That evening shrimps were the first course of a superb meal. This was served on the 18th century deck and jugs of wine arrived in generous 18th century fashion. Some hours later a projector appeared and we all sat down to watch an episode of "The Muppets", followed by "Blackbeard The Pirate" in black & white. Sometime during the main feature it occurred to me that watching Bob Hope performing with a green frog puppet on board a replica 18th century sailing ship anchored off the Norwegian coast is as surreal as life can become in less than a week. This simple joy may also be as good as life gets but there was already a sense that Saturday would be even better.

We were due to sail up a fjord with a Russian Tall Ship. The whole crew were awake early and suddenly in the middle of breakfast there were strange faces in the Galley. Two ever-smiling Norwegian TV Reporters who spent the rest of the day onboard filming everything. There was a lot going on. We raised the anchor, with the Capstan, and set sails. As Endeavour crossed the entrance to the fjord there was another little tall ship sailing out to meet us. It was like a dream come to life.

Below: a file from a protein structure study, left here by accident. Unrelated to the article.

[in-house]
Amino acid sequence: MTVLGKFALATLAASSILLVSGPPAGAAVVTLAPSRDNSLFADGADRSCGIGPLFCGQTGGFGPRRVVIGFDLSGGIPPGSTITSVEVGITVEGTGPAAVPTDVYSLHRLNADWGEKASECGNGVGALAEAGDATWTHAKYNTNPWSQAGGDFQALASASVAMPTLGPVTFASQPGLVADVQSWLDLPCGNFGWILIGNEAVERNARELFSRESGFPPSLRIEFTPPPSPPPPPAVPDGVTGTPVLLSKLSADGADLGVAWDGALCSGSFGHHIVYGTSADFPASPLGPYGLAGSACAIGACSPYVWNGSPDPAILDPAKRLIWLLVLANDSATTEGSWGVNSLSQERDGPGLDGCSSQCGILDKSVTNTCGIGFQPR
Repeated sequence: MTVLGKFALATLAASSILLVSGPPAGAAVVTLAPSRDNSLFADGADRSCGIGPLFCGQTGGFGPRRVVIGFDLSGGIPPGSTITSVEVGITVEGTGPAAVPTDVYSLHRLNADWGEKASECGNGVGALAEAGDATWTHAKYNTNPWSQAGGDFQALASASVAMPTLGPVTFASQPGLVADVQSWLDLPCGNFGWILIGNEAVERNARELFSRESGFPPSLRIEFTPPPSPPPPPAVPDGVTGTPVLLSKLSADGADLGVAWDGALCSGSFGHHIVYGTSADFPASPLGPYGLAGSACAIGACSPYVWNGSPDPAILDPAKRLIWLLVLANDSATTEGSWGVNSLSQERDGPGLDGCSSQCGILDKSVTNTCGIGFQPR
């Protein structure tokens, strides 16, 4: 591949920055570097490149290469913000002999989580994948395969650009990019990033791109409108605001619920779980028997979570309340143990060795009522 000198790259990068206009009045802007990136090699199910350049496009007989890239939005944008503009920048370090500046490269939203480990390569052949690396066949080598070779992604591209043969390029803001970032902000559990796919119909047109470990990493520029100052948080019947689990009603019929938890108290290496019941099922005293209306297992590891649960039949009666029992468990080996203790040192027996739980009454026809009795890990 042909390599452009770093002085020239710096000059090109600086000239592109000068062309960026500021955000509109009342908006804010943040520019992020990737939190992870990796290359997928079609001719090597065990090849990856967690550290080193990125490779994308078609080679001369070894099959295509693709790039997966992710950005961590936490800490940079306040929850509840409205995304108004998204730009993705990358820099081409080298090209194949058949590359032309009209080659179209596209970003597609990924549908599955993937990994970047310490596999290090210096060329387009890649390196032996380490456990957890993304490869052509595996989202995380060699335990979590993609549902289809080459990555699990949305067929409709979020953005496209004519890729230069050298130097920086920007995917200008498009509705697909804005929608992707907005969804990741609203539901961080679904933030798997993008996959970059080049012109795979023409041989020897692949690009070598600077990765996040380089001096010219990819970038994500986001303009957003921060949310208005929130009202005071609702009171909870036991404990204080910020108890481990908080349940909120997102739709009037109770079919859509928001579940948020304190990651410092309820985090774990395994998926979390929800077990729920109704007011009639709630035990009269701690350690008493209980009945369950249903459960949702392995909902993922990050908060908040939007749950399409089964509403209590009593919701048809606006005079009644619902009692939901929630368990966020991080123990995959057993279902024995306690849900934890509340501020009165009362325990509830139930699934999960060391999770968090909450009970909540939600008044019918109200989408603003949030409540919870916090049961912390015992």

So were the next six hours as two little tall ships sailed up that Norwegian fjord. Imagine a stretch of water as wide as a broad estuary with high, steep banks covered in the most luxurious greens, dotted with brightly painted houses. Far below are two little tall ships. They are sailing. Sometimes they fire their cannons with a pleasing rumble and there is answering cannon fire from the banks of the fjord. Lots of people are watching, everyone is cheering, everyone is smiling and everything is perfect. Of course the sun was shining.

Richard Baker

Originally published in Cook's Log, page 20, volume 28, number 2 (2005).